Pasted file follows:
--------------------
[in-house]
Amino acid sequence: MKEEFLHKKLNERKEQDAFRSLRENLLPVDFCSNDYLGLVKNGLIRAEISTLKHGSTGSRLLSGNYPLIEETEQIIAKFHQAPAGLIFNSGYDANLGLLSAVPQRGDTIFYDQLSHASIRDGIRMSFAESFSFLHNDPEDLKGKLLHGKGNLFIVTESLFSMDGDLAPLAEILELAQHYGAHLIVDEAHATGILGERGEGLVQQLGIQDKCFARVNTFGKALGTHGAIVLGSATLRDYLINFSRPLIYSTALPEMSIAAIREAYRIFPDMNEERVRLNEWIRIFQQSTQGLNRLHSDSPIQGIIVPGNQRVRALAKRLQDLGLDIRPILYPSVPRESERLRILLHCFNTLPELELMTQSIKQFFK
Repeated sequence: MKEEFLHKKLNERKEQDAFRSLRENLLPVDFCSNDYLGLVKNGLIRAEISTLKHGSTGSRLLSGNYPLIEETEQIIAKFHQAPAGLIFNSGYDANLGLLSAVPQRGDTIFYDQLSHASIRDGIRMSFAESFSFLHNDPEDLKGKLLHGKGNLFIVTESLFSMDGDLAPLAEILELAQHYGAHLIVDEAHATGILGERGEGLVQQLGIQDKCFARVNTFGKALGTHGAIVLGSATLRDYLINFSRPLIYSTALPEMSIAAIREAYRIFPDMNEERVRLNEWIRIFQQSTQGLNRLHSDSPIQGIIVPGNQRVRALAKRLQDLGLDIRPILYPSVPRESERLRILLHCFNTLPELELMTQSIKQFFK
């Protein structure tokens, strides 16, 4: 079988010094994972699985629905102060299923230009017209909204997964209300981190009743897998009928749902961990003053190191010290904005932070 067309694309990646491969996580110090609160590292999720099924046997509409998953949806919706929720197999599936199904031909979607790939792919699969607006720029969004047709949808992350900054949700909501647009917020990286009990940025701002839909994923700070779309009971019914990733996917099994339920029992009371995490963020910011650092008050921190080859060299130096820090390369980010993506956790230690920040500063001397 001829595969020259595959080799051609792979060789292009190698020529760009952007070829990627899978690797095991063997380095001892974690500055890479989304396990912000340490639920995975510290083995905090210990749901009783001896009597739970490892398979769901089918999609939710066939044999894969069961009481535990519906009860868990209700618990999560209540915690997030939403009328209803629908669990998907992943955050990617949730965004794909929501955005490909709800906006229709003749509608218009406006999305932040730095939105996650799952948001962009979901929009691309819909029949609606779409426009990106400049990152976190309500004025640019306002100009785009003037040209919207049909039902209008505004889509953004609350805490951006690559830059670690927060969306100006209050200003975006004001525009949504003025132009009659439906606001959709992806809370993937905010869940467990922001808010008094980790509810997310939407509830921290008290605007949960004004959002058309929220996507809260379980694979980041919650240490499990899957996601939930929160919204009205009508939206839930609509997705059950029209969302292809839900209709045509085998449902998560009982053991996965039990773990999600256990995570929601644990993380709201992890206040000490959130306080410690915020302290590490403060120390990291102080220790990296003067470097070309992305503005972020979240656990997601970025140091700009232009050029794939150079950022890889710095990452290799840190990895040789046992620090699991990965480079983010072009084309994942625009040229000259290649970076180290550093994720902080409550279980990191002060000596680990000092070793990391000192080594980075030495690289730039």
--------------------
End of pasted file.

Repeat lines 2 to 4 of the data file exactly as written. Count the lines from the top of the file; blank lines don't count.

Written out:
Amino acid sequence: MKEEFLHKKLNERKEQDAFRSLRENLLPVDFCSNDYLGLVKNGLIRAEISTLKHGSTGSRLLSGNYPLIEETEQIIAKFHQAPAGLIFNSGYDANLGLLSAVPQRGDTIFYDQLSHASIRDGIRMSFAESFSFLHNDPEDLKGKLLHGKGNLFIVTESLFSMDGDLAPLAEILELAQHYGAHLIVDEAHATGILGERGEGLVQQLGIQDKCFARVNTFGKALGTHGAIVLGSATLRDYLINFSRPLIYSTALPEMSIAAIREAYRIFPDMNEERVRLNEWIRIFQQSTQGLNRLHSDSPIQGIIVPGNQRVRALAKRLQDLGLDIRPILYPSVPRESERLRILLHCFNTLPELELMTQSIKQFFK
Repeated sequence: MKEEFLHKKLNERKEQDAFRSLRENLLPVDFCSNDYLGLVKNGLIRAEISTLKHGSTGSRLLSGNYPLIEETEQIIAKFHQAPAGLIFNSGYDANLGLLSAVPQRGDTIFYDQLSHASIRDGIRMSFAESFSFLHNDPEDLKGKLLHGKGNLFIVTESLFSMDGDLAPLAEILELAQHYGAHLIVDEAHATGILGERGEGLVQQLGIQDKCFARVNTFGKALGTHGAIVLGSATLRDYLINFSRPLIYSTALPEMSIAAIREAYRIFPDMNEERVRLNEWIRIFQQSTQGLNRLHSDSPIQGIIVPGNQRVRALAKRLQDLGLDIRPILYPSVPRESERLRILLHCFNTLPELELMTQSIKQFFK
């Protein structure tokens, strides 16, 4: 079988010094994972699985629905102060299923230009017209909204997964209300981190009743897998009928749902961990003053190191010290904005932070 067309694309990646491969996580110090609160590292999720099924046997509409998953949806919706929720197999599936199904031909979607790939792919699969607006720029969004047709949808992350900054949700909501647009917020990286009990940025701002839909994923700070779309009971019914990733996917099994339920029992009371995490963020910011650092008050921190080859060299130096820090390369980010993506956790230690920040500063001397 001829595969020259595959080799051609792979060789292009190698020529760009952007070829990627899978690797095991063997380095001892974690500055890479989304396990912000340490639920995975510290083995905090210990749901009783001896009597739970490892398979769901089918999609939710066939044999894969069961009481535990519906009860868990209700618990999560209540915690997030939403009328209803629908669990998907992943955050990617949730965004794909929501955005490909709800906006229709003749509608218009406006999305932040730095939105996650799952948001962009979901929009691309819909029949609606779409426009990106400049990152976190309500004025640019306002100009785009003037040209919207049909039902209008505004889509953004609350805490951006690559830059670690927060969306100006209050200003975006004001525009949504003025132009009659439906606001959709992806809370993937905010869940467990922001808010008094980790509810997310939407509830921290008290605007949960004004959002058309929220996507809260379980694979980041919650240490499990899957996601939930929160919204009205009508939206839930609509997705059950029209969302292809839900209709045509085998449902998560009982053991996965039990773990999600256990995570929601644990993380709201992890206040000490959130306080410690915020302290590490403060120390990291102080220790990296003067470097070309992305503005972020979240656990997601970025140091700009232009050029794939150079950022890889710095990452290799840190990895040789046992620090699991990965480079983010072009084309994942625009040229000259290649970076180290550093994720902080409550279980990191002060000596680990000092070793990391000192080594980075030495690289730039």